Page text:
Vincenzo Chironi sets foot for the first time on the island of Sardinia – ‘a raft in the middle of the Mediterranean’ – in 1943, a year of famine and malaria. All he has with him is an old document as proof of his name and date of birth, but to find out who he really is he has had to undertake an even more stressful journey than the one he has just faced in the steamer from mainland Italy to Sardinia. At Núoro he will find his grandfather, a master blacksmith, who will act as a substitute father but also as an accomplice to him, and his aunt Marianna, who greets the unexpected arrival of a previously unknown nephew as an opportunity to redeem a life previously afflicted by misfortune.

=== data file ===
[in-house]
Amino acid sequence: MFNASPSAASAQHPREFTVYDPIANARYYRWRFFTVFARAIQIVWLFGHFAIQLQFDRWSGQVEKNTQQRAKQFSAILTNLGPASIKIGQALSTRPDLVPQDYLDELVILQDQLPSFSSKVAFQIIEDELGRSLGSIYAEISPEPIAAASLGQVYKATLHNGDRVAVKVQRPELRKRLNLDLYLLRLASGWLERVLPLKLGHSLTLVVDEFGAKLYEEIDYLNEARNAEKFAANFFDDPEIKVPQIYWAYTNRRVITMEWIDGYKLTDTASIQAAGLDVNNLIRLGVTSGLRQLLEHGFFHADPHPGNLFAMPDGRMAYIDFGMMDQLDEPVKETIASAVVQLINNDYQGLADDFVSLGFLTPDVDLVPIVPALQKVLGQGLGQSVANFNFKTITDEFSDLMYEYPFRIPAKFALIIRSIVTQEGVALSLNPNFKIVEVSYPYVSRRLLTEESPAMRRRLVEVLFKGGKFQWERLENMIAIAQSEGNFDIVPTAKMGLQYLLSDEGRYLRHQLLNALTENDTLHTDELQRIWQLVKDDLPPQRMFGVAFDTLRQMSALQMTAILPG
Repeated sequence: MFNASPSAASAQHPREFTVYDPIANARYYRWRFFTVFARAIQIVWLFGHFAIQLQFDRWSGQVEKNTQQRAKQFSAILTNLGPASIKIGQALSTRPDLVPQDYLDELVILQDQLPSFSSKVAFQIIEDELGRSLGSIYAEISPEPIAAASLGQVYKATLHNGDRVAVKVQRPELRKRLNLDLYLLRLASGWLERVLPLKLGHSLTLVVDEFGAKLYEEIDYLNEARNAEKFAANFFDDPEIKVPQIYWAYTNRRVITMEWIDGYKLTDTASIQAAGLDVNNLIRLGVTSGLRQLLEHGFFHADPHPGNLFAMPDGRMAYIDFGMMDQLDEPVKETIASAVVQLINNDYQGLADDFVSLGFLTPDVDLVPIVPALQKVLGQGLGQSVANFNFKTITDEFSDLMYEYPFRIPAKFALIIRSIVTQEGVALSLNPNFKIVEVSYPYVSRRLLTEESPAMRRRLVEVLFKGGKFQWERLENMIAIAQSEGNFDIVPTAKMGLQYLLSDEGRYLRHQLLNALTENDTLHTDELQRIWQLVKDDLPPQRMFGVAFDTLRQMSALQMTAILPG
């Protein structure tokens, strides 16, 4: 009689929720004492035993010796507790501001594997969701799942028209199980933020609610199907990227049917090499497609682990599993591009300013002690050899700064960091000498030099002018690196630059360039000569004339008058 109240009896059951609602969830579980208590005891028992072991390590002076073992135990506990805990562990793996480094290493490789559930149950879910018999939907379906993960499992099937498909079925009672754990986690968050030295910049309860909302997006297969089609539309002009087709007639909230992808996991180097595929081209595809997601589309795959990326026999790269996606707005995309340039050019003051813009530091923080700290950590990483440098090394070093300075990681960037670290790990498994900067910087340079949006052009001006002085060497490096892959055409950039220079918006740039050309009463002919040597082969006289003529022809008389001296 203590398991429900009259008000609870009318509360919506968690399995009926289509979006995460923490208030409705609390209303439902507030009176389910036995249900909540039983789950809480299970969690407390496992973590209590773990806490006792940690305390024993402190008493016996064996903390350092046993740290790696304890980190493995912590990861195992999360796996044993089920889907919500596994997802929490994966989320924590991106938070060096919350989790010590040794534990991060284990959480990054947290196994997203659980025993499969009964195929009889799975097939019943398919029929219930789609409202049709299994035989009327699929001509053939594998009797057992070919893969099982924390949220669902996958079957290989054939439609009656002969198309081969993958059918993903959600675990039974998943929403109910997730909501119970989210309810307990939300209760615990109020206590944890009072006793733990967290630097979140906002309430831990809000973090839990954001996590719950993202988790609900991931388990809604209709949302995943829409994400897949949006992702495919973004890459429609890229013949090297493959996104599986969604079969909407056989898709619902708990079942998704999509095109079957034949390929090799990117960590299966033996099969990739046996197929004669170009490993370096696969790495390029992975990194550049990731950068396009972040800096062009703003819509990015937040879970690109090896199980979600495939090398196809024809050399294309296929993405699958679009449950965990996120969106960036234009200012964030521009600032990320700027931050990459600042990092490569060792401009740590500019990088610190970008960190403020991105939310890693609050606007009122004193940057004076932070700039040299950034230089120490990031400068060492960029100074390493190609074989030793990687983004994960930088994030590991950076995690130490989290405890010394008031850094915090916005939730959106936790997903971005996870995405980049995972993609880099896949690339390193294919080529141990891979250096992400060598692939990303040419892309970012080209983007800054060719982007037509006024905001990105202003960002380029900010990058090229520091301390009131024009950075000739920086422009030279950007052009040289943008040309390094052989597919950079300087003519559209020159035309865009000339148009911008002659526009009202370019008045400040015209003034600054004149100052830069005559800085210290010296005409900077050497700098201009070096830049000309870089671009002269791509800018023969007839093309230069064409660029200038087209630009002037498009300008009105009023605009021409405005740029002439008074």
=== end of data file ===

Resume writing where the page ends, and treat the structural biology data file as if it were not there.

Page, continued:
Years later, when the presence of Vincenzo Chironi in Núoro seems to have become taken for granted, as natural as the sea and rocks, his blood asserts itself. Vincenzo meets Cecilia, a beautiful girl with eyes of an undefinable shade who is a wartime refugee from elsewhere in Sardinia, and falling in love seems the only course open to either of them. Never mind that she is already engaged to Nicola, a boy with whom Vincenzo is indirectly connected by marriage through his aunt Marianna . . . Even if it may be a fact that “disobedience must involve punishment”, it may also be true that love cannot avoid adding the latest link to an endless chain.